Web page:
COVID-19 & commercial tenancy law
Both private and commercial tenants will benefit from the measures that the German cabinet has included in its protective package in response to the coronavirus.
The key issue is when and to what extent tenants can fall short on rent and what landlords need to know in order to avoid being left sitting on arrears for a long time or even having to worry about outright defaulting on rent.
While the current regulations apply principally to those renting apartments, commercial real estate tenants can also find themselves rapidly reaching their limits with rent payments if they suffer a sudden or gradual loss of income as a result of the coronavirus pandemic.
Possible reasons for a reduction in income (requires proof) include
- official directives
- quarantine, restrictions on contact for employees
- disrupted supply chains
- staff shortages due to parents’ caregiving responsibilities
Expensive shop premises in prime locations and complex properties, such as hotel complexes or large storage facilities, are particularly affected. We at the commercial law firm MTR Rechtsanwälte recommend that all businesses consider the suspension of rent payments in their plans for managing the crisis.
It makes sense, for instance, to first think about rent that is due for payment before stopping wage payments or falling short on social security contributions. It is also worth considering whether a loan covering all receivables from Germany’s state-owned development bank, the KfW, might assist in overcoming the crisis.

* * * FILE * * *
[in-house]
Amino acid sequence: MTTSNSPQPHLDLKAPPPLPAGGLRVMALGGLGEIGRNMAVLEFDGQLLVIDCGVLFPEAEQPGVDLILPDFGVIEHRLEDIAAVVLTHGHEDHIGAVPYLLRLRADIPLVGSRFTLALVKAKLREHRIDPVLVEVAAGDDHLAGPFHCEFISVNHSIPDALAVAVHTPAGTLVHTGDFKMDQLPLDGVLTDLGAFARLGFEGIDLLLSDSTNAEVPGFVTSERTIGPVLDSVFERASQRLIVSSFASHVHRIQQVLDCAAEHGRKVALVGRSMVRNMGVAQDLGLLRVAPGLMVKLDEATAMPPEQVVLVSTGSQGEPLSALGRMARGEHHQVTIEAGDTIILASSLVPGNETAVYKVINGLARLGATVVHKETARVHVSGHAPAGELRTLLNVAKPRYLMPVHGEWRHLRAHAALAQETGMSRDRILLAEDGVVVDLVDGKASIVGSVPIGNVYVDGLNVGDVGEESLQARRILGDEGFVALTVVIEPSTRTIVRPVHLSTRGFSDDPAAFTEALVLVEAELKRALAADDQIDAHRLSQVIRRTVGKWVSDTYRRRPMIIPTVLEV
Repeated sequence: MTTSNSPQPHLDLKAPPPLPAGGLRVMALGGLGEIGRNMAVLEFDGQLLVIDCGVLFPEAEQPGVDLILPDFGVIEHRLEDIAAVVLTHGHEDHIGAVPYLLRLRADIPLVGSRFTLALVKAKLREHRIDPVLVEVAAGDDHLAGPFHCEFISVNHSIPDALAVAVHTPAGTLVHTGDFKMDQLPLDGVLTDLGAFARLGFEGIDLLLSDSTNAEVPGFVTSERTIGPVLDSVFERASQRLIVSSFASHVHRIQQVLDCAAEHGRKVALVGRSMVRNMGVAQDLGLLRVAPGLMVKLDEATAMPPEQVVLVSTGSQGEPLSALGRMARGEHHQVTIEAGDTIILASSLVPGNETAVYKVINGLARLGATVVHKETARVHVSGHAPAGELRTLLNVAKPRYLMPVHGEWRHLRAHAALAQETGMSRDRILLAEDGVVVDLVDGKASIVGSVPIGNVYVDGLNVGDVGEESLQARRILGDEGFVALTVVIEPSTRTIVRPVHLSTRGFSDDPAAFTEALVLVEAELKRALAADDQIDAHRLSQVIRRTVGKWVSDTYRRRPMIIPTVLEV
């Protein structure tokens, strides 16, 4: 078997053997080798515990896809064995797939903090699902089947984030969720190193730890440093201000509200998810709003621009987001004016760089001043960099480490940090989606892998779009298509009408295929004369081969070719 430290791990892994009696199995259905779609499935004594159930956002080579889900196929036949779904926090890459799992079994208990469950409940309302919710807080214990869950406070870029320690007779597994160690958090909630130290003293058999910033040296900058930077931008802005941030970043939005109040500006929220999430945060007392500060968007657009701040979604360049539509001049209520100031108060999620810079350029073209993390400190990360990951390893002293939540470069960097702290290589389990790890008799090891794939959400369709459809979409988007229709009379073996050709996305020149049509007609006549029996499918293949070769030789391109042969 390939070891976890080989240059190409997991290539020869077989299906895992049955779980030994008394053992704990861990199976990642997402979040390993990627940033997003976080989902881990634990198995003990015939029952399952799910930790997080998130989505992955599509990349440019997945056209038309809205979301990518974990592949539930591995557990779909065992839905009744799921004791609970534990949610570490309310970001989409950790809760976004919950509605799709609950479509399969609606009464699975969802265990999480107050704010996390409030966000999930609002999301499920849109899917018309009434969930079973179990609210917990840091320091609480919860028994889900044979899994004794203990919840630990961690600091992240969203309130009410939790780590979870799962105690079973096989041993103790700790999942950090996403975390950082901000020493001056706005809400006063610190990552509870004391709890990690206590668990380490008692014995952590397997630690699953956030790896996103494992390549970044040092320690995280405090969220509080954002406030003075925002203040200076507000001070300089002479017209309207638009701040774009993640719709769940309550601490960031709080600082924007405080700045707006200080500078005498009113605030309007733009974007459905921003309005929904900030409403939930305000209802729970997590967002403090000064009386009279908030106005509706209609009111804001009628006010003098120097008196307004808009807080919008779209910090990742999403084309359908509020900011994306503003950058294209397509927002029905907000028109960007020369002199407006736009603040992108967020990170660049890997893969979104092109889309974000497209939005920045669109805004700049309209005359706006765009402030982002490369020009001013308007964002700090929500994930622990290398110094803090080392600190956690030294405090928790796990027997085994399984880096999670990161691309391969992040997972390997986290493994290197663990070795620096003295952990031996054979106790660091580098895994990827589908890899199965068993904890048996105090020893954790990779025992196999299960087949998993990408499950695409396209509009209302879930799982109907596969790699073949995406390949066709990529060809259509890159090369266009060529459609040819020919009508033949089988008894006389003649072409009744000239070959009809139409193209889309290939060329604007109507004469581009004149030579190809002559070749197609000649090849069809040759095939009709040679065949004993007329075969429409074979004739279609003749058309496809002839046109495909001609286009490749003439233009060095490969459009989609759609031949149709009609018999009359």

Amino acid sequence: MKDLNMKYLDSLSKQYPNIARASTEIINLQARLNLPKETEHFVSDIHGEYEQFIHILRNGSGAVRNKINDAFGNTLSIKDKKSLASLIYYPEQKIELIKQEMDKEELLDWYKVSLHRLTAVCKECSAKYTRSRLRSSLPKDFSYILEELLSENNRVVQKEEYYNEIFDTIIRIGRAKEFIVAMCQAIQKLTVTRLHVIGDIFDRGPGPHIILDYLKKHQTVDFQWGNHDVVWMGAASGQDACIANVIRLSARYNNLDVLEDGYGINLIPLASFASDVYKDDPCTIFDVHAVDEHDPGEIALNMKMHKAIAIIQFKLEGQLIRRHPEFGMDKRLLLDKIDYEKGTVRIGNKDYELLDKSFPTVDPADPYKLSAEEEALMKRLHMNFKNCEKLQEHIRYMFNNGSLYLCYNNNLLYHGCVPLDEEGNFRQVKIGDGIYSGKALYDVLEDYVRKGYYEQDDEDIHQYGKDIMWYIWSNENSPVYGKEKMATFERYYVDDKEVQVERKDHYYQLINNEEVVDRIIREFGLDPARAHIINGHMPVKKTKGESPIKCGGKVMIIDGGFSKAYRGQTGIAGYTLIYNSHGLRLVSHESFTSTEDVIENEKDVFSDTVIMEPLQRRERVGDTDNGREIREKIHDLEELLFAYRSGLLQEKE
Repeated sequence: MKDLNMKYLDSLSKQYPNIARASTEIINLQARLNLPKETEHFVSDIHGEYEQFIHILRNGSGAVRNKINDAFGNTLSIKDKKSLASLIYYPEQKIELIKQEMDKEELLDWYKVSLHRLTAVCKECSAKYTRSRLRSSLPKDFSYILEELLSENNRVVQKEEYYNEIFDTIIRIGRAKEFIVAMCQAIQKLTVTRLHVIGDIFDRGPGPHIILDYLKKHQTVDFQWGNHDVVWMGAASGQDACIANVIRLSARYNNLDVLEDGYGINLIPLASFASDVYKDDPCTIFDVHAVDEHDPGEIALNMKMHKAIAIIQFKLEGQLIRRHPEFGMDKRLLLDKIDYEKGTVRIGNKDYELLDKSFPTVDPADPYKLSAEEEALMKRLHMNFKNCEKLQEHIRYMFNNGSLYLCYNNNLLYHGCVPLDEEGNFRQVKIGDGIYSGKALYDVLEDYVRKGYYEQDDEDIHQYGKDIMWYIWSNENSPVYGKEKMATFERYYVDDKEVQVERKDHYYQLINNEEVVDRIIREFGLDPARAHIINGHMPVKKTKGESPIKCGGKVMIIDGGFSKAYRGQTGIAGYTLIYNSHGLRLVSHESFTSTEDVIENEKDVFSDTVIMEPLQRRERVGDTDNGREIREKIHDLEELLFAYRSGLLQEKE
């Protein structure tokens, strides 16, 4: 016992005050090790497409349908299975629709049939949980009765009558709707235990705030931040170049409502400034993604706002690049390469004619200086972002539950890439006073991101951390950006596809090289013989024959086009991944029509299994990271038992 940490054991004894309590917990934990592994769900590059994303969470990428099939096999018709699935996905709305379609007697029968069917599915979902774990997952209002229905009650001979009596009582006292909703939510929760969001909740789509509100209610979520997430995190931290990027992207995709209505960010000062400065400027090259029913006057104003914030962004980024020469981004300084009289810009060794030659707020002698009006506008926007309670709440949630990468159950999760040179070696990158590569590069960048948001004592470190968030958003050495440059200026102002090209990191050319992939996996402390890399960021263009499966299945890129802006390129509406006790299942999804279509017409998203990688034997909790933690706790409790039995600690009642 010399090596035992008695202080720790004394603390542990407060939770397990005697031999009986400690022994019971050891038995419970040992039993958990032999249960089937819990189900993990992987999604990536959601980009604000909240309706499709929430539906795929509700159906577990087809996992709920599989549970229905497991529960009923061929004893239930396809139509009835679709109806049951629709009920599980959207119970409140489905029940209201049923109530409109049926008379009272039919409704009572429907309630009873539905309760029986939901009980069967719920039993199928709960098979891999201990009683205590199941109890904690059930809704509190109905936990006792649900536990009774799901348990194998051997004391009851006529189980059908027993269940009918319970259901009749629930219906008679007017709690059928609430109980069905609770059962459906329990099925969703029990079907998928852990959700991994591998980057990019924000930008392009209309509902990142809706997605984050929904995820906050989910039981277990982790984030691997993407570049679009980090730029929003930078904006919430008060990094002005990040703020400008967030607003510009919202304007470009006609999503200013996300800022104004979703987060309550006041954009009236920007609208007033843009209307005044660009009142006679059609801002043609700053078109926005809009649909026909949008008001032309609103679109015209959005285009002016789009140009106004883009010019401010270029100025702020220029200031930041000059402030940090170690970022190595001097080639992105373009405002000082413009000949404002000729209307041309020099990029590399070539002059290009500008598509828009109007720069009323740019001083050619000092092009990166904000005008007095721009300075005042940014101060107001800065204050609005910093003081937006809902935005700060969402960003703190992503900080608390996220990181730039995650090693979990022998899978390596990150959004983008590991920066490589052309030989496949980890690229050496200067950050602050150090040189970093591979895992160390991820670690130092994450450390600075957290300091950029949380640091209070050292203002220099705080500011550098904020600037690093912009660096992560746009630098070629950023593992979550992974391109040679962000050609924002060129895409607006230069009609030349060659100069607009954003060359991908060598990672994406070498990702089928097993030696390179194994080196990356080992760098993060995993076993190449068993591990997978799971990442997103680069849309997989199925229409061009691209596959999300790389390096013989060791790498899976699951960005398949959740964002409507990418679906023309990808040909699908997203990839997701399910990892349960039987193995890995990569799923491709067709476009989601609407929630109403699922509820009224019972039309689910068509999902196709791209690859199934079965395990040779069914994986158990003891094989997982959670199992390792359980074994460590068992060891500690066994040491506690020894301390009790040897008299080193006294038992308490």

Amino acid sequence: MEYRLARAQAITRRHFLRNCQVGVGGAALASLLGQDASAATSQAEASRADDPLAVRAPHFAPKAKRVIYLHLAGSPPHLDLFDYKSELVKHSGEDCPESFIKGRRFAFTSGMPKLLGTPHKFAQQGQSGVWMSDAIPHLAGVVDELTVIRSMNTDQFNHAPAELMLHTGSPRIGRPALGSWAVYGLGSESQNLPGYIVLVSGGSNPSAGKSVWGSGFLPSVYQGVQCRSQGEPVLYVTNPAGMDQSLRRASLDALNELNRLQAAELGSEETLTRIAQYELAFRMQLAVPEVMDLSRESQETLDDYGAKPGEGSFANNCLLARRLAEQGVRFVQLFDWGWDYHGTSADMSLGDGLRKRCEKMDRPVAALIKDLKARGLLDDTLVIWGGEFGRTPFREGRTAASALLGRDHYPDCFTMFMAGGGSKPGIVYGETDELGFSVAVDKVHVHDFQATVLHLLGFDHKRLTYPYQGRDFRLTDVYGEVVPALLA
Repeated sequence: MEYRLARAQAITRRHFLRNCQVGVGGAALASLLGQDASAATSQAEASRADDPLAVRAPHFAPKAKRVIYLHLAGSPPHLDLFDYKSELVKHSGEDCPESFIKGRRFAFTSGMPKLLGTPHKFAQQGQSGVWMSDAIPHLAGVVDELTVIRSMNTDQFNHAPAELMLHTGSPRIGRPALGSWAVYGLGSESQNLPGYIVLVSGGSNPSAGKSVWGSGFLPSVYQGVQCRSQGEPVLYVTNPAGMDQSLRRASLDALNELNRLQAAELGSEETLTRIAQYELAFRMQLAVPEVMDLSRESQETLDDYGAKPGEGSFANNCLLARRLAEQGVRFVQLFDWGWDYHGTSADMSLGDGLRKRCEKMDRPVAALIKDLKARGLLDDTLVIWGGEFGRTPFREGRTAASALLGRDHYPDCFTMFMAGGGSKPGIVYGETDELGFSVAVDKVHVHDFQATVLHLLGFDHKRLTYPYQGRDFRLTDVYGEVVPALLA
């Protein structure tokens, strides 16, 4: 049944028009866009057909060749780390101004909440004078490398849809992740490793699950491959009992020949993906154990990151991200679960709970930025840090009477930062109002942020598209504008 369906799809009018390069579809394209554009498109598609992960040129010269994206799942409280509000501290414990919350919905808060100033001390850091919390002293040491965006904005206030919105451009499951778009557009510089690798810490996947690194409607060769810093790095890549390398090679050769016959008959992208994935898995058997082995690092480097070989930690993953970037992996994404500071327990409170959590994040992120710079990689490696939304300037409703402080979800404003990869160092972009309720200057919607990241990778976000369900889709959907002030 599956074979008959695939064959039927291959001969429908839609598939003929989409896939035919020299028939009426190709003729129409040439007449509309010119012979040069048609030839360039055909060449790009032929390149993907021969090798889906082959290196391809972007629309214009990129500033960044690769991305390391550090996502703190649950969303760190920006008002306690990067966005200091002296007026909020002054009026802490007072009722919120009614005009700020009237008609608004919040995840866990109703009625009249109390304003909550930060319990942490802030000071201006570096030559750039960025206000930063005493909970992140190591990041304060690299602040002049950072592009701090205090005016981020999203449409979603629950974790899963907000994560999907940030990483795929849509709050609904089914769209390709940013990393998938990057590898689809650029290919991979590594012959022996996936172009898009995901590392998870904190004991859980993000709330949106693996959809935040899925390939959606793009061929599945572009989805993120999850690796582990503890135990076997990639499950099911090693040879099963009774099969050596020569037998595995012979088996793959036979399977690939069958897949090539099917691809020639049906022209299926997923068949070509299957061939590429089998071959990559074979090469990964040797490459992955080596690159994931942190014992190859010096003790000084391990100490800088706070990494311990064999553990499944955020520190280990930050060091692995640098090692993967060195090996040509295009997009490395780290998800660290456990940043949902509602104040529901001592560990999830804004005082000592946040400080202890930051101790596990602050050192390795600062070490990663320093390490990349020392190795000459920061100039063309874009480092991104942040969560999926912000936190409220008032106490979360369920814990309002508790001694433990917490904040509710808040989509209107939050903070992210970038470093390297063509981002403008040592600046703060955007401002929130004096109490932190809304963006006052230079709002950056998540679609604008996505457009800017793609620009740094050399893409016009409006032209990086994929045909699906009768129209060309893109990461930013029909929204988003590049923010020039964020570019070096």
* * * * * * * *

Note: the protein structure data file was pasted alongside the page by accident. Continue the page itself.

Ultimately, it comes down to whether a business will be in a position to pay off the mountain of debt post-crisis. Interest-free loans need to be paid back like any other loan, and a deferral is tantamount to a loan.
Businesses need not worry about power and telecommunications services at this time. The rescue package features measures designed to ensure their uninterrupted provision, including for the benefit of businesses. No firm, merchant, or self-employed individual should have their power cut off just because of a short-term inability to pay during the crisis.
Assuming the measures do not need to be extended, rent payments should return to normal on June 30. The option to defer currently applies to the months of April, May, and June..
Lawyers with experience in the fields of commercial tenancy and real estate law can offer advice.